An EMG, or electromyogram, is a test that’s been around for decades, but doctors have only recently started using it again on patients with back pain, thanks to new research showing its effectiveness as a diagnostic tool. Unlike an MRI that simply takes a photograph of the spine, the EMG registers electrical activity in the muscles surrounding the spine. This method can more accurately identify the source of pain, says Andrew Haig, a physician and professor of physical medicine and rehabilitation at the University of Michigan Health System. “Taking a photo of a car with a dent in it isn’t going to tell you whether the radio works, and taking a photo of an old spine isn’t going to tell you if it hurts,” Haig says.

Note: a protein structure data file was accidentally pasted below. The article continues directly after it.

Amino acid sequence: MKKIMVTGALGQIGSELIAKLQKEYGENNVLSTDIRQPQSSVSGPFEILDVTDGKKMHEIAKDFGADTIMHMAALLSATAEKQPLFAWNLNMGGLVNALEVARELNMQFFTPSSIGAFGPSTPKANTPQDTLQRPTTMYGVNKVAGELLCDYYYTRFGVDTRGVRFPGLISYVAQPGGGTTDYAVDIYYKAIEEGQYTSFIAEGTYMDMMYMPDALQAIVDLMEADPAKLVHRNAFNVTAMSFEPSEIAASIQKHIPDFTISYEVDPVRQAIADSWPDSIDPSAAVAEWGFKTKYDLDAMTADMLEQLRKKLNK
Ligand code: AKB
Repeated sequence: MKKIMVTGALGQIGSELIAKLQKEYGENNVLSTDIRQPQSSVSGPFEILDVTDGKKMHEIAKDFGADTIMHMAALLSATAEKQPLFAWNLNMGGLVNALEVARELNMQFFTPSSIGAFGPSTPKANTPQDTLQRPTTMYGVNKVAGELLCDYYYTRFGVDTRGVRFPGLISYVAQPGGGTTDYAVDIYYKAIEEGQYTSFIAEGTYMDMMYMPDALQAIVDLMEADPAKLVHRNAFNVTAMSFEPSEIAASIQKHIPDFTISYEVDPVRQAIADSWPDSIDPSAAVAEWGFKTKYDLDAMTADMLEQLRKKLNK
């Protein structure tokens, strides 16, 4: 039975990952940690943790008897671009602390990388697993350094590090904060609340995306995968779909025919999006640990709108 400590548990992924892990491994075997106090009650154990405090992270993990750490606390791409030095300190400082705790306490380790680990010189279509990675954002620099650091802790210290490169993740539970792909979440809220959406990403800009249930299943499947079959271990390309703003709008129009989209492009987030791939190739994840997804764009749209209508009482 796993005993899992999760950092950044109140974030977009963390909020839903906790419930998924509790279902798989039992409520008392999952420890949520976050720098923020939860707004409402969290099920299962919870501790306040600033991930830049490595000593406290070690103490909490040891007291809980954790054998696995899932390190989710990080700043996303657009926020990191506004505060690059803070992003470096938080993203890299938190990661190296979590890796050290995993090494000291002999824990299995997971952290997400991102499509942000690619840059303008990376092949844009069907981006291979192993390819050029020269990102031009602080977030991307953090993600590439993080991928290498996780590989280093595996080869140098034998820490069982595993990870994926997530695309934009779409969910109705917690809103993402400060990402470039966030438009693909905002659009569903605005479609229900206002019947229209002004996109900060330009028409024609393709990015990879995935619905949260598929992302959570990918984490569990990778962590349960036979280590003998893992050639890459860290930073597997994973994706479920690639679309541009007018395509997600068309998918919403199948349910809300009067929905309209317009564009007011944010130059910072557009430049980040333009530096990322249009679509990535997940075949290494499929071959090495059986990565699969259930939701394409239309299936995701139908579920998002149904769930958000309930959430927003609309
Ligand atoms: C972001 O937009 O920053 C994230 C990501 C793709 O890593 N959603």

In fact, having an MRI could even be bad for you, Haig says. Most older spines have some sort of disc degeneration or other problems, and surgeons often identify those issues as the source of the back pain and a reason to operate. But studies have found that people with disc problems aren’t necessarily in pain. And fixing disc problems isn’t a sure way to relieve pain.